And while Relic made some real improvements to the game before it's abandonment, it's clear that the game should never have been like this in this first place. Sure, everyone may have a different idea about what the "perfect DoW3 should've been," but I don't think it's wrong to fault the concept that there is some ideal game out there to rally the community as its champion. This idea can be thought of as "the perfect Dawn of War game - one that was not bound my time or resources." Imagine a cinematic-level graphics with amazing fight animations and blood-curdling cries around for DoW. Ya - a pipe dream, but you get the point. Ultimately, it's up to the developers, the producer, to meet the needs and desires of their audience, or consumer. This idea is what I meant by "Did we develop the correct system?" It's not that you can make the system run and that's what good. The goal is to find out WHY the system is being made, consider all stakeholders' interests, at all levels (like the community's interests), and satisfying the requirements of those stakeholders.
I think in the Rush to make DoW3, a game SEGA/Relic knew would sell on the name alone, a deadline was set, Relic, being the not-as-well-funded-as-we'd-like RTS developers they are, had a budget and set of to make DoW3 in ~3 years. IIRC, DoW3 was intitaly brainstormed before THQ went under, then revived after SEGA. Bought in 2013, we know Relic focused on CoH2 quite a bit (I would know, I was there playing CoH2 on release) for a long time. As a long time contributor and purveyor of Relic game news, It would seem that maybe Relic started to initiate DoW3 project in 2015. I would be surprised if Relic, who were working quite a bit on CoH2 expansions and DLC, had the resources to devote anything more to DoW3 beyond brainstorming before that point, but who knows. Regardless, seeing how DoW3 came out in 2017, that gives 2-3 years total time. Let's say they fully planned out the DoW3 project and the game in !6 months and then started actual development, leaving 1.5-2.5 years of actual development time. In any case, it seems like a woefully small time alloted to the squeal of the most beloved 40k video game franchise - nevermind the fact that they priced a full $60.00 with a game that released with the smallest amount of content in the history of DoW2.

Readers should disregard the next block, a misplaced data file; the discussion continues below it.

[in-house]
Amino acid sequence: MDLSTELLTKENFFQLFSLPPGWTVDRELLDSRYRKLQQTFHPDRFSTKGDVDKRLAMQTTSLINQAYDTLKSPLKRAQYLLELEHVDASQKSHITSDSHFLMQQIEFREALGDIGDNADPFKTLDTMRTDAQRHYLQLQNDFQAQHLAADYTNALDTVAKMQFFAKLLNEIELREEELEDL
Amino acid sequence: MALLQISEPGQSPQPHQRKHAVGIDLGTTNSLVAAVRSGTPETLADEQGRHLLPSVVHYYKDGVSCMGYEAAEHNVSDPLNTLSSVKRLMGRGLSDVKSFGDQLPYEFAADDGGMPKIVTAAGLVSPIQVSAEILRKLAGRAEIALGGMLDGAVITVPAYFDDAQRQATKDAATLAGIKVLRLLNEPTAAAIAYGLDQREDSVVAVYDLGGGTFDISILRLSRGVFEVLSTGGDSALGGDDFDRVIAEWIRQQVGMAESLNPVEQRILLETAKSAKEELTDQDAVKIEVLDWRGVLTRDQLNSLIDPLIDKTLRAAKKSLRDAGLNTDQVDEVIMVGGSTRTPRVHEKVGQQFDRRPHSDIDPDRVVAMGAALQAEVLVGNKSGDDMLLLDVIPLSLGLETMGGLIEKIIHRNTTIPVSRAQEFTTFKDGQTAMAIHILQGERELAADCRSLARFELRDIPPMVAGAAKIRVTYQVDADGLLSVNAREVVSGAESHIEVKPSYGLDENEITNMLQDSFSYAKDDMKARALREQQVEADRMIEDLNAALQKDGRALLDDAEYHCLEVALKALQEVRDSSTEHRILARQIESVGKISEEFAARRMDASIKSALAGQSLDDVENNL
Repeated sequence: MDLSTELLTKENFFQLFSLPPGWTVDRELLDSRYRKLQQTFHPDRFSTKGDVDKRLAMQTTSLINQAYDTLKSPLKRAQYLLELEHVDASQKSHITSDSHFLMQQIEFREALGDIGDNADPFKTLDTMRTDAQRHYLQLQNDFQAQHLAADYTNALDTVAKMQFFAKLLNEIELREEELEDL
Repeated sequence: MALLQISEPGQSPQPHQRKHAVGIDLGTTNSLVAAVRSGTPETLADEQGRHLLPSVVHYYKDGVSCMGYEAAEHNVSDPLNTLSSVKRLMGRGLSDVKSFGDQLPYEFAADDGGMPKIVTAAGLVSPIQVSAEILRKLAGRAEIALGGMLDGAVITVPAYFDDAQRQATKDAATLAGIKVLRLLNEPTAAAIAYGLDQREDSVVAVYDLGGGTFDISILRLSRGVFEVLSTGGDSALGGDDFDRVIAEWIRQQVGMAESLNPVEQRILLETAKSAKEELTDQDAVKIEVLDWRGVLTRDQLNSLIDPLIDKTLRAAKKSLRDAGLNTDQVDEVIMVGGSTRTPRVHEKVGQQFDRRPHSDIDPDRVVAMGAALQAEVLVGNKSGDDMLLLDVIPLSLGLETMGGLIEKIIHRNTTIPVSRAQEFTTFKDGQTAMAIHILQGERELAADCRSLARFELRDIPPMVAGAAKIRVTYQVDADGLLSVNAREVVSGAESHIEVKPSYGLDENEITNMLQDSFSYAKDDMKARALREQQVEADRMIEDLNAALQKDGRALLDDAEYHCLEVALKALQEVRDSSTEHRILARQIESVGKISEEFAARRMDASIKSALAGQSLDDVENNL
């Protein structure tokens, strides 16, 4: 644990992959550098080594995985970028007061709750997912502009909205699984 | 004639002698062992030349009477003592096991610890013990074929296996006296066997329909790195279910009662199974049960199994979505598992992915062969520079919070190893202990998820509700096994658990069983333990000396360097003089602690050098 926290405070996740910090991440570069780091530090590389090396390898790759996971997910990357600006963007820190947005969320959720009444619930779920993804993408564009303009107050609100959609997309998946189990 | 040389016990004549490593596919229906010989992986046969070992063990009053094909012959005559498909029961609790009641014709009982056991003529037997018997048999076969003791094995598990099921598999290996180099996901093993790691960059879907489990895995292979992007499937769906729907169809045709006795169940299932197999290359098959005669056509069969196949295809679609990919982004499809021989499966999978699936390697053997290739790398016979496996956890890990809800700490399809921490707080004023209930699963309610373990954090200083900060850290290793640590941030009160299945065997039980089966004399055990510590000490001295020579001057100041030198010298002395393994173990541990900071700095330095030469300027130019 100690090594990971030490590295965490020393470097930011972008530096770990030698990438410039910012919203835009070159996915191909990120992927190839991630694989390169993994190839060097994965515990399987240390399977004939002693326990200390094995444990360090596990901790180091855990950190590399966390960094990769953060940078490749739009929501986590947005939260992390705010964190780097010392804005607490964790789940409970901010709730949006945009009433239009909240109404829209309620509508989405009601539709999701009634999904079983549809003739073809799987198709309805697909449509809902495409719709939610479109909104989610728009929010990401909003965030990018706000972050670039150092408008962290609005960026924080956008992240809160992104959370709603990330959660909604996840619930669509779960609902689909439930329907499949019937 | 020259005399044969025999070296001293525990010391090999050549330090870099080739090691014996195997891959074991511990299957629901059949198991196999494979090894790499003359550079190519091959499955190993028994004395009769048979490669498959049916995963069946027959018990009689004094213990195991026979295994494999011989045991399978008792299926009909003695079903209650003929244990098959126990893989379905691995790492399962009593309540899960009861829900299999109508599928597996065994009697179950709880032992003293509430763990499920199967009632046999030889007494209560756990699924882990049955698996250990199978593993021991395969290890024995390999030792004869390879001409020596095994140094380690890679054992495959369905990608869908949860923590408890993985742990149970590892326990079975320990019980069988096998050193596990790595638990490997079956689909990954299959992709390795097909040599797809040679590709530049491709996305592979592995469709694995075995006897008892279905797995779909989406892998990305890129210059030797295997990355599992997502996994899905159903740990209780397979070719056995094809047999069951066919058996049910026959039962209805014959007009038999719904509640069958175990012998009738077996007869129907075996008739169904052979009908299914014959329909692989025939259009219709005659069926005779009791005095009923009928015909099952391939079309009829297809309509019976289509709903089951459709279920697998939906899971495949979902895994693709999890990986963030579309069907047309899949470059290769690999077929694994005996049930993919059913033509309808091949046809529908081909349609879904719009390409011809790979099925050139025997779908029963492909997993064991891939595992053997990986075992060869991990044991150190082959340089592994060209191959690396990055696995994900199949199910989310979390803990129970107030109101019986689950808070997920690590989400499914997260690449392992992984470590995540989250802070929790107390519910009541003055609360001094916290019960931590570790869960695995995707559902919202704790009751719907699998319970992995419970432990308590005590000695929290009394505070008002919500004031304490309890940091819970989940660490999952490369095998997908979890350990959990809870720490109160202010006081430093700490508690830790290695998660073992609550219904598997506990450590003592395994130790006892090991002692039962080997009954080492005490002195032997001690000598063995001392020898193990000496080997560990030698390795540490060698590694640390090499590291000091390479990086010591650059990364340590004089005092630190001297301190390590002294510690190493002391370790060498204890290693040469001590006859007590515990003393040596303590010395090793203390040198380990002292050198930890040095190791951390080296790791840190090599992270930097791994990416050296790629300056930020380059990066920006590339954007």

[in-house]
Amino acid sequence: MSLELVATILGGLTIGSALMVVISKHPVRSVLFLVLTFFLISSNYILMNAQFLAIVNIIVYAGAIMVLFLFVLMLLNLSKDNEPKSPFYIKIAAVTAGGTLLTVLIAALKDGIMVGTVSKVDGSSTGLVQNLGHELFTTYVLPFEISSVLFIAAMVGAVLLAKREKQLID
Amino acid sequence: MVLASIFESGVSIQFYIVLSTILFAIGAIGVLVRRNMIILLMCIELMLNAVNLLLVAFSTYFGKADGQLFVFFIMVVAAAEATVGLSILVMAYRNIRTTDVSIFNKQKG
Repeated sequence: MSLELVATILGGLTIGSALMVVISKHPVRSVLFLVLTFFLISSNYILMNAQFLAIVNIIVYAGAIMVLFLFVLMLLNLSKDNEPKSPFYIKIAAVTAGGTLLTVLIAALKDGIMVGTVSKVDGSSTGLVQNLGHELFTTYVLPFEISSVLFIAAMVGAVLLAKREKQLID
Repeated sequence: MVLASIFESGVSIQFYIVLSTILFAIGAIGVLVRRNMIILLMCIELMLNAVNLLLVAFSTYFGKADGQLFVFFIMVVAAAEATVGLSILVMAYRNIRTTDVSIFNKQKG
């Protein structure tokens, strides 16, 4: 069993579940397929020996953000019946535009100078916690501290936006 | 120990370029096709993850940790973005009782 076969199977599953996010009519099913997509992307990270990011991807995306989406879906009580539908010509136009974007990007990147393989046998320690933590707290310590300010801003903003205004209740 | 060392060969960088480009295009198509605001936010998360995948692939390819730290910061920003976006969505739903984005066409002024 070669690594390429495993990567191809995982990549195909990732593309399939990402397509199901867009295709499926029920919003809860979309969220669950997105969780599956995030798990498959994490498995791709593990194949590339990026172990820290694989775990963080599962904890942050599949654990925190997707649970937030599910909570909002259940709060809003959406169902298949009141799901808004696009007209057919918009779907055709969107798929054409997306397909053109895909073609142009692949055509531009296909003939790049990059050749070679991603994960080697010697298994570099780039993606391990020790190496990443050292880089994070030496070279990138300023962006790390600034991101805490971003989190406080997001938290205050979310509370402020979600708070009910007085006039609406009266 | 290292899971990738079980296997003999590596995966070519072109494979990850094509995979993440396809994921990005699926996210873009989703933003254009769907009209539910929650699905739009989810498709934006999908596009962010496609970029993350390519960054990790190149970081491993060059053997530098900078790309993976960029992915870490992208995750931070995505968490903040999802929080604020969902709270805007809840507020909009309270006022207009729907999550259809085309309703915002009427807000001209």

A perfect storm of un-evaluated expectations, business deadlines, pr nightmare, and the roughest release in DoW history killed the game, in hindsight. For example, if DoW3 released with, say, 5 races - we may yet be seeing a Dawn of War future alive. To note, I don't think DoW3's gameplay was the unsalvageable garbage the haters say, but it needed work like any new game.
All in all, this game reeks of "here's a deadline, go make some money" by who-ever greenlighted DoW3. And in Relic's haste to make a game, they forgot to have the needed creative vision, the essence of what makes Dawn of War, and 40k, great. While this idea can be hard to encapsulate into a checkbox, it is nonetheless necessary for a successful sequel. If DoW3 was released but in another IP, I think it would've been received far differently than being judged as a Warhammer 40,000: Dawn of War game. I sincerely hope Relic - or any 40k developer - concentrates hard on what their audience wants; as has been seen in CoH/DoW, we are OK with technically unpolished games so long as they capture that spark we all felt when experiencing our first pitched-battles.